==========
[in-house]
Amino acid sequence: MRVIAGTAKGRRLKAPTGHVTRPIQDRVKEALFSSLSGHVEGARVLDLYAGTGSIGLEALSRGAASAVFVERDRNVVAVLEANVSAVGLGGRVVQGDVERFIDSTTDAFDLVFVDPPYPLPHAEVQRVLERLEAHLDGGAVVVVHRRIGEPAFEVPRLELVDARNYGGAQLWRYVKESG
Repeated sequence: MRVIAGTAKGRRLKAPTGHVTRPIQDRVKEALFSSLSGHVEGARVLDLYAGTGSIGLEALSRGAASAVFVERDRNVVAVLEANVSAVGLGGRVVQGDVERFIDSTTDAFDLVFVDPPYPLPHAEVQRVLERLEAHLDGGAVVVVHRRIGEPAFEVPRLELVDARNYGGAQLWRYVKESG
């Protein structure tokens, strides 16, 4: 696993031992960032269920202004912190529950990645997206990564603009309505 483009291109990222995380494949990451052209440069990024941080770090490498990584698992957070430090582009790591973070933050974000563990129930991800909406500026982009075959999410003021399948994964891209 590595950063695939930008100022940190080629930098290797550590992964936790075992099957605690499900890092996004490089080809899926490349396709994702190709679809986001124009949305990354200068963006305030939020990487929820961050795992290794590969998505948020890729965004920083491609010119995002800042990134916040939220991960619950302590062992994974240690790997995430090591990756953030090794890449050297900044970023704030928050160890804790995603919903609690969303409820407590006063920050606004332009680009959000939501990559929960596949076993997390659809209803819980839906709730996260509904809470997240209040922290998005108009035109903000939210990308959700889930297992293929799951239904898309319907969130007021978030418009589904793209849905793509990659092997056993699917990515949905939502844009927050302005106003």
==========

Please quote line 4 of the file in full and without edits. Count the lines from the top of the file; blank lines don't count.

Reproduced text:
């Protein structure tokens, strides 16, 4: 696993031992960032269920202004912190529950990645997206990564603009309505 483009291109990222995380494949990451052209440069990024941080770090490498990584698992957070430090582009790591973070933050974000563990129930991800909406500026982009075959999410003021399948994964891209 590595950063695939930008100022940190080629930098290797550590992964936790075992099957605690499900890092996004490089080809899926490349396709994702190709679809986001124009949305990354200068963006305030939020990487929820961050795992290794590969998505948020890729965004920083491609010119995002800042990134916040939220991960619950302590062992994974240690790997995430090591990756953030090794890449050297900044970023704030928050160890804790995603919903609690969303409820407590006063920050606004332009680009959000939501990559929960596949076993997390659809209803819980839906709730996260509904809470997240209040922290998005108009035109903000939210990308959700889930297992293929799951239904898309319907969130007021978030418009589904793209849905793509990659092997056993699917990515949905939502844009927050302005106003």